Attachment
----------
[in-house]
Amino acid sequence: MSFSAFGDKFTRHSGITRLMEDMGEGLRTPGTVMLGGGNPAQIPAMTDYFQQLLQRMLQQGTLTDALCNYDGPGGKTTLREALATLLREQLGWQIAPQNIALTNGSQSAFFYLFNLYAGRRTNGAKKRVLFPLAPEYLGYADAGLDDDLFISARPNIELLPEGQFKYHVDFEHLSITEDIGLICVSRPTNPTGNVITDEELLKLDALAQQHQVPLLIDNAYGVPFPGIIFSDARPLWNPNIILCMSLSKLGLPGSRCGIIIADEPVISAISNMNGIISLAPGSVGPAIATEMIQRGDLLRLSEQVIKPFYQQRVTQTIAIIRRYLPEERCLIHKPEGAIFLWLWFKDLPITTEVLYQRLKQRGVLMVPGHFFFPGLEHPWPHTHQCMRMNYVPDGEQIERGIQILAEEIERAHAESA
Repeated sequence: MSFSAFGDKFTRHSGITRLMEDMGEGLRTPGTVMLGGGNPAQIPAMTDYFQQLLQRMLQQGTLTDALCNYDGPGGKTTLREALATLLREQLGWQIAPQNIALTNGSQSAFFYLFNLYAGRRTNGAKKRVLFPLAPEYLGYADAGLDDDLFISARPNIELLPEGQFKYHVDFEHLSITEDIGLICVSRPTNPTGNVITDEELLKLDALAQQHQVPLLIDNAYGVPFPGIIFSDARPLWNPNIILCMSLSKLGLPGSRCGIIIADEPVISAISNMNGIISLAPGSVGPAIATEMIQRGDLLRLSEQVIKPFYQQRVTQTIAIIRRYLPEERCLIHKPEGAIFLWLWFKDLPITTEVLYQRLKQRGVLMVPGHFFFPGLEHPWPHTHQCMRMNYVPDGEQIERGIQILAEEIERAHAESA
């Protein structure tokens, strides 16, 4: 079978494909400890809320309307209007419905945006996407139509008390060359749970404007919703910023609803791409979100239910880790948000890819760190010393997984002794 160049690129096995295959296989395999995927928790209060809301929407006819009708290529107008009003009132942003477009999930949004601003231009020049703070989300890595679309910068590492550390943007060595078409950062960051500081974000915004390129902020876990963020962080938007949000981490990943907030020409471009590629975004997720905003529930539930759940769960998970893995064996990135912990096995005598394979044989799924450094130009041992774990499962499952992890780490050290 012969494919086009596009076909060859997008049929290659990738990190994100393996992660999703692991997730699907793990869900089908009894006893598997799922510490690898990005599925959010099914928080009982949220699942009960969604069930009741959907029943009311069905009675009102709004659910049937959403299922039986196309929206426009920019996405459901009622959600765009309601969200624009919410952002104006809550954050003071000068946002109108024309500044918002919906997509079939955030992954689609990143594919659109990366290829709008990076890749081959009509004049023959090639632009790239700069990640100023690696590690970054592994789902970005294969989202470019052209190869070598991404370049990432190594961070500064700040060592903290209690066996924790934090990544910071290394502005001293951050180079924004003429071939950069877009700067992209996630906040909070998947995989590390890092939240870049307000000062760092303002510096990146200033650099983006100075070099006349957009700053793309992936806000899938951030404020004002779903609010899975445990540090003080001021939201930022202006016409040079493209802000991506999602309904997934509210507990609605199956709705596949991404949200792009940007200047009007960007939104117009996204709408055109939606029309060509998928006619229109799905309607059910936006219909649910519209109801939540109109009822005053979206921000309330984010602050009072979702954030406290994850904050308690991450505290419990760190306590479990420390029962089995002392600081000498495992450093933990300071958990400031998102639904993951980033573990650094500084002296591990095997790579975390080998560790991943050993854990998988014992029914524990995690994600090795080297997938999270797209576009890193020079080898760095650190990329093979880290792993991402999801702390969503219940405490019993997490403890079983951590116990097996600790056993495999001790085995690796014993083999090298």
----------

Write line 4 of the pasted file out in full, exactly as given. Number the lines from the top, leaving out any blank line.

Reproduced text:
């Protein structure tokens, strides 16, 4: 079978494909400890809320309307209007419905945006996407139509008390060359749970404007919703910023609803791409979100239910880790948000890819760190010393997984002794 160049690129096995295959296989395999995927928790209060809301929407006819009708290529107008009003009132942003477009999930949004601003231009020049703070989300890595679309910068590492550390943007060595078409950062960051500081974000915004390129902020876990963020962080938007949000981490990943907030020409471009590629975004997720905003529930539930759940769960998970893995064996990135912990096995005598394979044989799924450094130009041992774990499962499952992890780490050290 012969494919086009596009076909060859997008049929290659990738990190994100393996992660999703692991997730699907793990869900089908009894006893598997799922510490690898990005599925959010099914928080009982949220699942009960969604069930009741959907029943009311069905009675009102709004659910049937959403299922039986196309929206426009920019996405459901009622959600765009309601969200624009919410952002104006809550954050003071000068946002109108024309500044918002919906997509079939955030992954689609990143594919659109990366290829709008990076890749081959009509004049023959090639632009790239700069990640100023690696590690970054592994789902970005294969989202470019052209190869070598991404370049990432190594961070500064700040060592903290209690066996924790934090990544910071290394502005001293951050180079924004003429071939950069877009700067992209996630906040909070998947995989590390890092939240870049307000000062760092303002510096990146200033650099983006100075070099006349957009700053793309992936806000899938951030404020004002779903609010899975445990540090003080001021939201930022202006016409040079493209802000991506999602309904997934509210507990609605199956709705596949991404949200792009940007200047009007960007939104117009996204709408055109939606029309060509998928006619229109799905309607059910936006219909649910519209109801939540109109009822005053979206921000309330984010602050009072979702954030406290994850904050308690991450505290419990760190306590479990420390029962089995002392600081000498495992450093933990300071958990400031998102639904993951980033573990650094500084002296591990095997790579975390080998560790991943050993854990998988014992029914524990995690994600090795080297997938999270797209576009890193020079080898760095650190990329093979880290792993991402999801702390969503219940405490019993997490403890079983951590116990097996600790056993495999001790085995690796014993083999090298």